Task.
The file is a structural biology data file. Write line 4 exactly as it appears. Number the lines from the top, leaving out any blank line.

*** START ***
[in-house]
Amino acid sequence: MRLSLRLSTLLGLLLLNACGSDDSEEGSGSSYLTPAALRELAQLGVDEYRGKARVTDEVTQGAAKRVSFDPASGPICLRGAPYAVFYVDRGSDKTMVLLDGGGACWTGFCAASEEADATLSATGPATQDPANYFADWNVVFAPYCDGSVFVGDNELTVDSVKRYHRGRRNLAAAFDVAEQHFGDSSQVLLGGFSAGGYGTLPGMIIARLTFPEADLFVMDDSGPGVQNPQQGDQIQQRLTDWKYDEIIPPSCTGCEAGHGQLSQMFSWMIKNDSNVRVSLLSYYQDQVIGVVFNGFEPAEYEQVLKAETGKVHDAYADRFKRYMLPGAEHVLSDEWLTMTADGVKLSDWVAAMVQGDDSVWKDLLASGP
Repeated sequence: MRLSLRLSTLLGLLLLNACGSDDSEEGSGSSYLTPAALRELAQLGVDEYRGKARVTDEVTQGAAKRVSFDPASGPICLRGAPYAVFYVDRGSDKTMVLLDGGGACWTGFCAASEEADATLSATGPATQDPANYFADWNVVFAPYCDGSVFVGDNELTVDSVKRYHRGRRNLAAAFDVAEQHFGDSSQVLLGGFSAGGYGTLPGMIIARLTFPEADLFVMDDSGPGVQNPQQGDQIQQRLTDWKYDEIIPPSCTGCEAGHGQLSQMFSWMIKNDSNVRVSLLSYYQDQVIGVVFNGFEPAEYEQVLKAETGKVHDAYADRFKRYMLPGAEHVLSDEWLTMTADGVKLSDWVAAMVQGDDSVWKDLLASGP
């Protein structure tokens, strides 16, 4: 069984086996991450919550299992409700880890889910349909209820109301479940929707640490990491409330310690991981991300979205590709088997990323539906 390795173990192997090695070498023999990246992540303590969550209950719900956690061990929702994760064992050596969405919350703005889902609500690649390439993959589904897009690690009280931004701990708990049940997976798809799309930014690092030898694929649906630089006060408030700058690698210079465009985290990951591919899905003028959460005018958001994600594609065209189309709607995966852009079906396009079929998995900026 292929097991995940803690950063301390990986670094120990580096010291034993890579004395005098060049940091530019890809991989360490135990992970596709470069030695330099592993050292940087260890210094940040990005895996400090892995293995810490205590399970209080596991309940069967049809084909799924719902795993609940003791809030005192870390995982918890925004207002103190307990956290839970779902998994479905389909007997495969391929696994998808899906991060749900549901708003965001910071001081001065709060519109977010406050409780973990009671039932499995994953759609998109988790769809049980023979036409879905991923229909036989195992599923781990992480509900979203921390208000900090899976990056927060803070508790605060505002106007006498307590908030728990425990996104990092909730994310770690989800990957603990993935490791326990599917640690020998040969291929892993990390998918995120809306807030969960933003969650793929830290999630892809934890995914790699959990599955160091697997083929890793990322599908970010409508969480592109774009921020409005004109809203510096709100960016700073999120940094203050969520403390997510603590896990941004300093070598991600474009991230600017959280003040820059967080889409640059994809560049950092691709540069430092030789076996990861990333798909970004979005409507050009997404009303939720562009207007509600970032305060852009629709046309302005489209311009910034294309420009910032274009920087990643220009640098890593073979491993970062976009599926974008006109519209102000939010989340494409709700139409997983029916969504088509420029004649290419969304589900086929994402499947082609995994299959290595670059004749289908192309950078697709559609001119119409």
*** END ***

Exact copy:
């Protein structure tokens, strides 16, 4: 069984086996991450919550299992409700880890889910349909209820109301479940929707640490990491409330310690991981991300979205590709088997990323539906 390795173990192997090695070498023999990246992540303590969550209950719900956690061990929702994760064992050596969405919350703005889902609500690649390439993959589904897009690690009280931004701990708990049940997976798809799309930014690092030898694929649906630089006060408030700058690698210079465009985290990951591919899905003028959460005018958001994600594609065209189309709607995966852009079906396009079929998995900026 292929097991995940803690950063301390990986670094120990580096010291034993890579004395005098060049940091530019890809991989360490135990992970596709470069030695330099592993050292940087260890210094940040990005895996400090892995293995810490205590399970209080596991309940069967049809084909799924719902795993609940003791809030005192870390995982918890925004207002103190307990956290839970779902998994479905389909007997495969391929696994998808899906991060749900549901708003965001910071001081001065709060519109977010406050409780973990009671039932499995994953759609998109988790769809049980023979036409879905991923229909036989195992599923781990992480509900979203921390208000900090899976990056927060803070508790605060505002106007006498307590908030728990425990996104990092909730994310770690989800990957603990993935490791326990599917640690020998040969291929892993990390998918995120809306807030969960933003969650793929830290999630892809934890995914790699959990599955160091697997083929890793990322599908970010409508969480592109774009921020409005004109809203510096709100960016700073999120940094203050969520403390997510603590896990941004300093070598991600474009991230600017959280003040820059967080889409640059994809560049950092691709540069430092030789076996990861990333798909970004979005409507050009997404009303939720562009207007509600970032305060852009629709046309302005489209311009910034294309420009910032274009920087990643220009640098890593073979491993970062976009599926974008006109519209102000939010989340494409709700139409997983029916969504088509420029004649290419969304589900086929994402499947082609995994299959290595670059004749289908192309950078697709559609001119119409």